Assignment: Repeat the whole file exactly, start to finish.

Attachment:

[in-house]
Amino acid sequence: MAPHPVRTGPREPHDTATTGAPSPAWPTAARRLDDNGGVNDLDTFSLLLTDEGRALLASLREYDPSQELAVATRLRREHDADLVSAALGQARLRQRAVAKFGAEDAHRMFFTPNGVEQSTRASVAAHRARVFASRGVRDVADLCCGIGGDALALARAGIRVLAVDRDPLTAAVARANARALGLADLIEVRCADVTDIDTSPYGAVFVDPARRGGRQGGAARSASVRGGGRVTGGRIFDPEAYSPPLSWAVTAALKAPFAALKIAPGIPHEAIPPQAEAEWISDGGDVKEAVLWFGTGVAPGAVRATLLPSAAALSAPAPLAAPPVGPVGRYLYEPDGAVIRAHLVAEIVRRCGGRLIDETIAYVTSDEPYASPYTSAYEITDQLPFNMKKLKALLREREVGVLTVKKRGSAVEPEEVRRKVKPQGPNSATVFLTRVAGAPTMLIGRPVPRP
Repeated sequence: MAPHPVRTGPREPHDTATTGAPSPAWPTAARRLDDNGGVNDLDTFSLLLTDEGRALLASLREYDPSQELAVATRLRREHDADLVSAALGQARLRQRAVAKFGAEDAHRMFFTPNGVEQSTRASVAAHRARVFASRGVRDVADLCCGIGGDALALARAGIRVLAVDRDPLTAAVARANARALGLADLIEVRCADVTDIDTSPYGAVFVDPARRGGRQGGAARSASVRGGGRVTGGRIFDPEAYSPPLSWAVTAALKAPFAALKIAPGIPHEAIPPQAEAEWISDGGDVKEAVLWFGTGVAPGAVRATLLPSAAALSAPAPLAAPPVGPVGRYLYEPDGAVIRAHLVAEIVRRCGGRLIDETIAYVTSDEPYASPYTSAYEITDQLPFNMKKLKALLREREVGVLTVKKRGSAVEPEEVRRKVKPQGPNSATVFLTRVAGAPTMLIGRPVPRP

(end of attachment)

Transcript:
[in-house]
Amino acid sequence: MAPHPVRTGPREPHDTATTGAPSPAWPTAARRLDDNGGVNDLDTFSLLLTDEGRALLASLREYDPSQELAVATRLRREHDADLVSAALGQARLRQRAVAKFGAEDAHRMFFTPNGVEQSTRASVAAHRARVFASRGVRDVADLCCGIGGDALALARAGIRVLAVDRDPLTAAVARANARALGLADLIEVRCADVTDIDTSPYGAVFVDPARRGGRQGGAARSASVRGGGRVTGGRIFDPEAYSPPLSWAVTAALKAPFAALKIAPGIPHEAIPPQAEAEWISDGGDVKEAVLWFGTGVAPGAVRATLLPSAAALSAPAPLAAPPVGPVGRYLYEPDGAVIRAHLVAEIVRRCGGRLIDETIAYVTSDEPYASPYTSAYEITDQLPFNMKKLKALLREREVGVLTVKKRGSAVEPEEVRRKVKPQGPNSATVFLTRVAGAPTMLIGRPVPRP
Repeated sequence: MAPHPVRTGPREPHDTATTGAPSPAWPTAARRLDDNGGVNDLDTFSLLLTDEGRALLASLREYDPSQELAVATRLRREHDADLVSAALGQARLRQRAVAKFGAEDAHRMFFTPNGVEQSTRASVAAHRARVFASRGVRDVADLCCGIGGDALALARAGIRVLAVDRDPLTAAVARANARALGLADLIEVRCADVTDIDTSPYGAVFVDPARRGGRQGGAARSASVRGGGRVTGGRIFDPEAYSPPLSWAVTAALKAPFAALKIAPGIPHEAIPPQAEAEWISDGGDVKEAVLWFGTGVAPGAVRATLLPSAAALSAPAPLAAPPVGPVGRYLYEPDGAVIRAHLVAEIVRRCGGRLIDETIAYVTSDEPYASPYTSAYEITDQLPFNMKKLKALLREREVGVLTVKKRGSAVEPEEVRRKVKPQGPNSATVFLTRVAGAPTMLIGRPVPRP